To test this further, we analyzed direct tandem repeat sequences with variable spacing between the TGAA motifs by MST (Fig. 5d ). In line with our hypothesis that interactions between neighboring WUS-HD molecules are required for high affinity binding, we observed a substantial reduction in DNA-binding affinity when we separated the TGAA motifs. Additional spacing by one nucleotide led to a reduction by ∼7-fold (Kd = 2.21 ± 0.25 µM; ± indicates standard deviation, n = 3) and ∼15-fold (Kd = 0.84 ± 0.12 µM; ± indicates standard deviation, n = 3) for 2xTGAA and 3xTGAA respectively (Fig. 5d , Supplementary Fig. 9l, m ). Increasing the spacer length up to four nucleotides (Kd = 3.58 ± 0.44 µM; ± indicates standard deviation, n = 3) did not lead to a more pronounced effect. Notably, this effect was not observed when we introduced a spacer between motifs situated on different DNA strands of inverted and everted repeat probes (Fig. 5c ), a motif arrangement that does not allow protein–protein interactions to begin with. Consistent with the observations from the MST analysis, the ChIP-seq data also showed a reduction in binding probability when two TGAA motifs were separated by an additional nucleotide (Supplementary Fig. 13c ). Taken together with the cooperativity shown by ITC, these results strongly suggested that stabilizing protein-protein interactions between WUS-HDs promote high affinity binding to DNA containing direct repeats of tandemly arranged TGAA recognition motifs.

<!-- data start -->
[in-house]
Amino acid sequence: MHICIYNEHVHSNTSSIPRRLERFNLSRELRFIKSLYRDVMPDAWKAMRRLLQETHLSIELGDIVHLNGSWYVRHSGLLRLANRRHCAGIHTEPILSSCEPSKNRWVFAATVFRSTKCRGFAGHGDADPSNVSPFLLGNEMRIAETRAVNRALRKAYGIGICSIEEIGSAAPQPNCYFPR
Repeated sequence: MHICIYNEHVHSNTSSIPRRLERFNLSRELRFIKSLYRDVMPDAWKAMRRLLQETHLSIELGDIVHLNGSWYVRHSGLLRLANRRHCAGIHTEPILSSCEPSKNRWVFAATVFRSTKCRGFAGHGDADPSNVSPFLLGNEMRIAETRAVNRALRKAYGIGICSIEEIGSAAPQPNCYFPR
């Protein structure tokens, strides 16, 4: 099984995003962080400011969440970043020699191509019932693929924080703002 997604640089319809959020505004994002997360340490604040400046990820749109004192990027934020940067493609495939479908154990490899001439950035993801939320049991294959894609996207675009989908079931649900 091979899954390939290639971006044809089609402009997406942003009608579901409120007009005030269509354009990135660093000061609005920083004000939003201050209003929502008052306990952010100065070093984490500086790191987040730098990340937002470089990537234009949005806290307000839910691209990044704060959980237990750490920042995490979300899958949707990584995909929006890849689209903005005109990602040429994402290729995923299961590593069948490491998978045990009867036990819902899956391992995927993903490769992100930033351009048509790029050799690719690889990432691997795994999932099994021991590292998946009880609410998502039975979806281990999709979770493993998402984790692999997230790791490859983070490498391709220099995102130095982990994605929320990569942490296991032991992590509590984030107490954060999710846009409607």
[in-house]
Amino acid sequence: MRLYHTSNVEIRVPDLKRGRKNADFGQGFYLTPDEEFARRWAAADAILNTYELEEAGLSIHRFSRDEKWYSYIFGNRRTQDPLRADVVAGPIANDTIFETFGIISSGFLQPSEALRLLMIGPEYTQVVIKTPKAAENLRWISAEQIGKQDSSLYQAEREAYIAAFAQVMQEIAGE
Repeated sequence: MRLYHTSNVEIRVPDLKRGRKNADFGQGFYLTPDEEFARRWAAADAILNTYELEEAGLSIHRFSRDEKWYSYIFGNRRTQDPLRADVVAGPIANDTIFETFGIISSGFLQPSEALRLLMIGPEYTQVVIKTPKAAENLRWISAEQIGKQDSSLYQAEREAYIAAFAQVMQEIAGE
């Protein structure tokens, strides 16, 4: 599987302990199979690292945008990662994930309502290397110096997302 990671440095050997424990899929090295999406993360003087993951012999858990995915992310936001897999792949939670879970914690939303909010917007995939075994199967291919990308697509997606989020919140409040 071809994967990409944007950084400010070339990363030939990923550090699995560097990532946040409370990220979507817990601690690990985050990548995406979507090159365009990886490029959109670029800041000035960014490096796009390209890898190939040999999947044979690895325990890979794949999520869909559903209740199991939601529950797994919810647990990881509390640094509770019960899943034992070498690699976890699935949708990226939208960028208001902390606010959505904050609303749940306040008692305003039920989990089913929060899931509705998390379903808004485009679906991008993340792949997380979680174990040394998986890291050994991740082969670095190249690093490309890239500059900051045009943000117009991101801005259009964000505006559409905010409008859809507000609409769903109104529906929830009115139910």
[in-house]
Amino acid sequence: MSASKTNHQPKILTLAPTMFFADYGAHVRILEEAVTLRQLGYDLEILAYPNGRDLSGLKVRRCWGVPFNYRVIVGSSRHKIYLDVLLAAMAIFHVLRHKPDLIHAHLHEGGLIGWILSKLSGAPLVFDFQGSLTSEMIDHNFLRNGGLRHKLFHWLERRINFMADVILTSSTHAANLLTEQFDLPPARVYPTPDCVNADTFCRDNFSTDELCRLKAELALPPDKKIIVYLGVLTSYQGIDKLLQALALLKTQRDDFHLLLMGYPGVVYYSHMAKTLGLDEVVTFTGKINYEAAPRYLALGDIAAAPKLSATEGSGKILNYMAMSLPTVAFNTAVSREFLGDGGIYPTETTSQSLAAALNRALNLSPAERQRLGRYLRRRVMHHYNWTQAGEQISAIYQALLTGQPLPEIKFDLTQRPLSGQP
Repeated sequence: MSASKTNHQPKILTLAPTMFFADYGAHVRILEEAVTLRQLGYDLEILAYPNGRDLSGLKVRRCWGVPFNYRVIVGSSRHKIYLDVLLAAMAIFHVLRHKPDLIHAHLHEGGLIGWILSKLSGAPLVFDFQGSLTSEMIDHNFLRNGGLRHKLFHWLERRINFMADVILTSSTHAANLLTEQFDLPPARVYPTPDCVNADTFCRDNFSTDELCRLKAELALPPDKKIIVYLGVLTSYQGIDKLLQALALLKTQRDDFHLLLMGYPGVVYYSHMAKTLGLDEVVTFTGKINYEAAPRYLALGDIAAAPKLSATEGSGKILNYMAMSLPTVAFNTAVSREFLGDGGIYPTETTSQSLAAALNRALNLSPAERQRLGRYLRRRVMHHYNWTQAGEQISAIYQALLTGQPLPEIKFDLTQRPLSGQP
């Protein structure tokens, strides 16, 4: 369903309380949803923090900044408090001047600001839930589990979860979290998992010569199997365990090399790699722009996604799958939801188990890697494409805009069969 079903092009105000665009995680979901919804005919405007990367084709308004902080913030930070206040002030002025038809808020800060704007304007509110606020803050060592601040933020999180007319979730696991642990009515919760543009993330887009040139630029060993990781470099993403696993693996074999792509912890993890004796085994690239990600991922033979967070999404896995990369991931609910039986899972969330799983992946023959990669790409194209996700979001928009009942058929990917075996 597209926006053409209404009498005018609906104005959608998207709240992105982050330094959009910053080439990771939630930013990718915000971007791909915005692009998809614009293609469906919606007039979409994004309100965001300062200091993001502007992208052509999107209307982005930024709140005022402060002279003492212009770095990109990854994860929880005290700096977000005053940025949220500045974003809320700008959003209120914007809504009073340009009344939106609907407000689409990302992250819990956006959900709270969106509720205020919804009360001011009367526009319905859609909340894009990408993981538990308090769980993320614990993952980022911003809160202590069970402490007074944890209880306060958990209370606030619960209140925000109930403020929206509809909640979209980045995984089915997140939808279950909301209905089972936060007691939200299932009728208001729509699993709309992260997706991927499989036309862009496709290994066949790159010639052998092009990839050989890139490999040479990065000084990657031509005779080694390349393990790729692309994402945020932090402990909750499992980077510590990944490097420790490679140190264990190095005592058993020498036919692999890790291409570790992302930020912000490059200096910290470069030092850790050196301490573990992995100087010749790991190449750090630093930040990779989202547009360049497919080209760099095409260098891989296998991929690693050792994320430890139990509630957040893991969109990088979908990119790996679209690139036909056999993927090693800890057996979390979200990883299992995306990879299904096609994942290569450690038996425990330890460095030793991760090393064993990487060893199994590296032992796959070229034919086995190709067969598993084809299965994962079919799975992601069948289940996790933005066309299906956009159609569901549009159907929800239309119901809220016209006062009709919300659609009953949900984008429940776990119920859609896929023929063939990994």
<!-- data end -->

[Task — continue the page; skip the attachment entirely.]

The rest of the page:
Base specific contacts are crucial for sequence specificity